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For Neighbors, Construction On Kansas City Church Is Good News

Laura Ziegler

Martha Tolbert has lived directly across from the Linwood Presbyterian Church and adjacent Harold Thomas Center for more than 50 years.

The massive complex at Linwood Boulevard and U.S. Highway 71 has been an architectural icon in the Ivanhoe neighborhoodsince its construction around the turn of the century.  

But for decades, the buildings have been vacant, the majestic bell tower crumbling and the brick walls  increasingly dilapidated.

But that's all changing with a sweeping new $10 million development plan.

Beauty and Services Come To The Area

Each day, Tolbert hears the hum of backhoes, sees the bell tower draped in scaffolding and can watch the cranes lift debris all day long from her front porch.

It pleases her because it's a symbol of new life in her community.

"We all kind of come together from Linwood all the way to 47th Street in Ivanhoe (and we have) such a great thing going. I look forward to this (renovation)."

Since the mid 1990s, when church and community leaders were able to secure tax credits and loans with the help of alocal bank aswell as  private donations, the church and community center has been undergoing a rehabilitation. 

By this spring, Heartland Presbytery hopes to be relocated in the historic church building. ReDisover, a mental health and substance abuse center, and a community group called The Front Porch Alliance will be housed in the adjoining Harold Thomas Center.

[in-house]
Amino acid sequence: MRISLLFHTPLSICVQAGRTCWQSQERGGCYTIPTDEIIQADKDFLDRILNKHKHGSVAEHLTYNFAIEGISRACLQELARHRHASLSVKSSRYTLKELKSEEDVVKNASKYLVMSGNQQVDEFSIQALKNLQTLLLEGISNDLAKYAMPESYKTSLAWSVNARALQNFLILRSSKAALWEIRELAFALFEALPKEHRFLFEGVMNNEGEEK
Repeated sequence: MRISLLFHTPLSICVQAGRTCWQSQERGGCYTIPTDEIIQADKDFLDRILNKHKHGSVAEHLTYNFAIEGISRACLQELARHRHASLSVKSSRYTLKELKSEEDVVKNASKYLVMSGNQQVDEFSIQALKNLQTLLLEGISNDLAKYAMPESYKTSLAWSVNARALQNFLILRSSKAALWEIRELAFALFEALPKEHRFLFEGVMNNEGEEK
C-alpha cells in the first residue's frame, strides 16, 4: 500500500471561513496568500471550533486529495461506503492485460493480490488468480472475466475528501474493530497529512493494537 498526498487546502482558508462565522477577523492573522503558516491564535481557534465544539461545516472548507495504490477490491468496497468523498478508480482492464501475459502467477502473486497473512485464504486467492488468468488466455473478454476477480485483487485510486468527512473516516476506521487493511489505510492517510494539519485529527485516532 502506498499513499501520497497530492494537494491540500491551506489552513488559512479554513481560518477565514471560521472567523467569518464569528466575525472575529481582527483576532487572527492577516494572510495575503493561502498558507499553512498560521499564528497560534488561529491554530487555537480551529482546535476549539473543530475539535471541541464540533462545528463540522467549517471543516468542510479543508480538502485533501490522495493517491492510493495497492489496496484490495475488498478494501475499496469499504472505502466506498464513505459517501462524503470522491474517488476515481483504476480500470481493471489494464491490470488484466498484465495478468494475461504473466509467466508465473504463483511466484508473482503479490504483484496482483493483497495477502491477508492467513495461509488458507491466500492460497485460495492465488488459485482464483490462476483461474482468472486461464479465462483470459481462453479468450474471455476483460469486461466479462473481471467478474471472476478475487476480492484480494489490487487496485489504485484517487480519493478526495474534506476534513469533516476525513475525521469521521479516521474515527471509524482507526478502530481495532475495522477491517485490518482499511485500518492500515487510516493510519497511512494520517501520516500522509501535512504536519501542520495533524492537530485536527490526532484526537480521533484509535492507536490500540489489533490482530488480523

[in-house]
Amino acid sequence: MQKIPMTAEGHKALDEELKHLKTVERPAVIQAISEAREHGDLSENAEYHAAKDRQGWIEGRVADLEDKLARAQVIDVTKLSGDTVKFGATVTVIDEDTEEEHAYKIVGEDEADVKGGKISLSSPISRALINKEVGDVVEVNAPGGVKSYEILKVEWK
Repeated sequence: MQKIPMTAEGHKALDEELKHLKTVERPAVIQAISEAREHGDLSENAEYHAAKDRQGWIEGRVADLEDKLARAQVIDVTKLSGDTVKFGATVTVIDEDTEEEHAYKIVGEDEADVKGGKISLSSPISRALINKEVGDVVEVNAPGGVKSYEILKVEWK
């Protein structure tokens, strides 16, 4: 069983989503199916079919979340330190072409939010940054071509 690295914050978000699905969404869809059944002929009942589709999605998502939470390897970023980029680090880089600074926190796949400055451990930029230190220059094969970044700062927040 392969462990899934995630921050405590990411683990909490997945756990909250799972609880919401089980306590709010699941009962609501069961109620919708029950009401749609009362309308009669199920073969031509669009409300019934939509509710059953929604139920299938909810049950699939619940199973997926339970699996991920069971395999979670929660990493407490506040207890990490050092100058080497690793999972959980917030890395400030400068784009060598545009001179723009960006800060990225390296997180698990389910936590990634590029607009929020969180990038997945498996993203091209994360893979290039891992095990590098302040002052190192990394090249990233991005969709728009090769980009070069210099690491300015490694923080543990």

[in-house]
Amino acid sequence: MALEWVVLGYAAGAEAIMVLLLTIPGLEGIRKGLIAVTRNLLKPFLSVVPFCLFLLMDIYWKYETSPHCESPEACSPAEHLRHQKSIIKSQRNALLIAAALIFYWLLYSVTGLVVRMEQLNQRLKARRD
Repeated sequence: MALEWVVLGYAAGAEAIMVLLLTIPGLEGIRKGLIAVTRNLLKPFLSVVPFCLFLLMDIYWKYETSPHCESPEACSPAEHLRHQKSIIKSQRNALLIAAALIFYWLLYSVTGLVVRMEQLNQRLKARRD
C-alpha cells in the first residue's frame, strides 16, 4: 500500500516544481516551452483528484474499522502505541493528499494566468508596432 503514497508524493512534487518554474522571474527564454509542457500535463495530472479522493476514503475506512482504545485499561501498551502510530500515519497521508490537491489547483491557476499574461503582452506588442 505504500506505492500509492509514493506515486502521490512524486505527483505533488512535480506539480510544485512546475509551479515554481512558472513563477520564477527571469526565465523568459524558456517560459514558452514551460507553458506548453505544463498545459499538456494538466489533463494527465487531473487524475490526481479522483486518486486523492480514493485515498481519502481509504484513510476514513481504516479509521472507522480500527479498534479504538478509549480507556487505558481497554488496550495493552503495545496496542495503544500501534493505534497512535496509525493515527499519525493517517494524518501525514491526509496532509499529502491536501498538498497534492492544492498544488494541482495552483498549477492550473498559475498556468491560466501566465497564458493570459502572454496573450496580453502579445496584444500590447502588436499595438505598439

The next phase of the project calls for a senior living center.  

Reversing Decades of Decline

After the construction of U.S. Highway 71, the community was left bisected and economic decline sucked the life out of Ivanhoe. Membership at Linwood Presbyterian dwindled to almost nothing, and the church was forced to sell the buildings.

The new owners stripped the towering stain glass windows and fine wood finishing, leaving the building a boarded-up shell.

The facelift will not replace the stained glass but will flood the interior of the church with natural light.

A new bridge will link the Harold Thomas Center to the church.

Tolbert says the construction is finally looking like something.

"I see a parking lot over there, and new work that makes it look like the project is coming to fruition," she says. 

This look at Missouri and Kansas is part of KCUR's months-long examination of how geographic borders affect our daily lives in Kansas City. KCUR will go Beyond Our Borders  and spark a community conversation through social outreach and innovative journalism.

We will share the history of these lines, how the borders affect the current Kansas City experience and what’s being done to bridge or dissolve them. Be a source for Beyond Our Borders: Share your perspective and experiences on the state line with KCUR.

I partner with communities to uncover the ignored or misrepresented stories by listening and letting communities help identify and shape a narrative. My work brings new voices, sounds, and an authentic sense of place to our coverage of the Kansas City region. My goal is to tell stories on the radio, online, on social media and through face to face conversations that enhance civic dialogue and provide solutions.
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